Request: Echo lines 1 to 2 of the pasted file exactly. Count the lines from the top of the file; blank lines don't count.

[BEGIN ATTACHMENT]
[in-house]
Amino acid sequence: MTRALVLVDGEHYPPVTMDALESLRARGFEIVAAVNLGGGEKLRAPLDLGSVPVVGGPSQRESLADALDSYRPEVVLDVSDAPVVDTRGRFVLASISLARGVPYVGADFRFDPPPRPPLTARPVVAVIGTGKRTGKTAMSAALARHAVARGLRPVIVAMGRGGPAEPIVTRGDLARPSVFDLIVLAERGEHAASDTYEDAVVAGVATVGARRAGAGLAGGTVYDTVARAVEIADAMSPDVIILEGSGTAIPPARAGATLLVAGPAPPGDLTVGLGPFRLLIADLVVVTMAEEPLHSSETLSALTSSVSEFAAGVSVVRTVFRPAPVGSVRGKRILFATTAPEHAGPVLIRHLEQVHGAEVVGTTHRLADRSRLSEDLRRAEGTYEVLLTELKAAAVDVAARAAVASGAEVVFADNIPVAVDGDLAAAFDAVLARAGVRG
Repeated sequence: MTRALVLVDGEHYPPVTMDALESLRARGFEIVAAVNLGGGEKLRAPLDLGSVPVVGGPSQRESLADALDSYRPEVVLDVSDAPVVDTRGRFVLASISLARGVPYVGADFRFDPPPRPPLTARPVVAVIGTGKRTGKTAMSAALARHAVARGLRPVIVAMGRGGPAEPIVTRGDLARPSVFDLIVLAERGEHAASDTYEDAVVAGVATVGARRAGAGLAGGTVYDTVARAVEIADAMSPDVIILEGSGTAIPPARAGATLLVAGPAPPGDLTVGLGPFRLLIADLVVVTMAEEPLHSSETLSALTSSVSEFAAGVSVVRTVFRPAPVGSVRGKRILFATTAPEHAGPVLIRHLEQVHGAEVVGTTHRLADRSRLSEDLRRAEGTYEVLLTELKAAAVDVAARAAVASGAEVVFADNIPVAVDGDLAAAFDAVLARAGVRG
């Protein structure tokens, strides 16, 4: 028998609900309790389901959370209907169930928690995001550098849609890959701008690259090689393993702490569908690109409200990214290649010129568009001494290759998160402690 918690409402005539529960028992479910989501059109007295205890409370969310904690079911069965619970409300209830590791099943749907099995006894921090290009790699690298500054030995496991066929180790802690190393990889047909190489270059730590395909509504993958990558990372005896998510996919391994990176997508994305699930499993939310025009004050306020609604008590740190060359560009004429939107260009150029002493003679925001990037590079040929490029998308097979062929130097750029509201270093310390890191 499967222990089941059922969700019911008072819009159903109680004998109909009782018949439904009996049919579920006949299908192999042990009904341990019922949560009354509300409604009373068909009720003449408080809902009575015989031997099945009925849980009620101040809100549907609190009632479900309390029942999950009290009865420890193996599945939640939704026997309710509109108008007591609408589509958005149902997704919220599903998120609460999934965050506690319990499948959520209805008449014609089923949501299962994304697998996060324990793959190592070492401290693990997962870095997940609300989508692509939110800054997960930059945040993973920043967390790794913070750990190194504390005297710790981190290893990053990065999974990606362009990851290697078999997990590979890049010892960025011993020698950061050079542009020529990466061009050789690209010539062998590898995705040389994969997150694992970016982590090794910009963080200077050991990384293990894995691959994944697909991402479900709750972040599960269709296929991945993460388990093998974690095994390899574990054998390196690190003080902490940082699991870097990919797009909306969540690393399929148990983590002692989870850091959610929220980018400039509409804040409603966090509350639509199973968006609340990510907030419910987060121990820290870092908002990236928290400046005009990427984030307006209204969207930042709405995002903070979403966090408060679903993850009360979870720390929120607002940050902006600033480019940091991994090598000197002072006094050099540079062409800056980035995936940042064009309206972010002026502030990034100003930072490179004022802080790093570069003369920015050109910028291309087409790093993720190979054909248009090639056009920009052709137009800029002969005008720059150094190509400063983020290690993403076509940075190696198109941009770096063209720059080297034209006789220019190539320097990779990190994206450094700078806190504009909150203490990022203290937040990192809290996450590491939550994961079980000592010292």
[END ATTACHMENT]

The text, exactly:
[in-house]
Amino acid sequence: MTRALVLVDGEHYPPVTMDALESLRARGFEIVAAVNLGGGEKLRAPLDLGSVPVVGGPSQRESLADALDSYRPEVVLDVSDAPVVDTRGRFVLASISLARGVPYVGADFRFDPPPRPPLTARPVVAVIGTGKRTGKTAMSAALARHAVARGLRPVIVAMGRGGPAEPIVTRGDLARPSVFDLIVLAERGEHAASDTYEDAVVAGVATVGARRAGAGLAGGTVYDTVARAVEIADAMSPDVIILEGSGTAIPPARAGATLLVAGPAPPGDLTVGLGPFRLLIADLVVVTMAEEPLHSSETLSALTSSVSEFAAGVSVVRTVFRPAPVGSVRGKRILFATTAPEHAGPVLIRHLEQVHGAEVVGTTHRLADRSRLSEDLRRAEGTYEVLLTELKAAAVDVAARAAVASGAEVVFADNIPVAVDGDLAAAFDAVLARAGVRG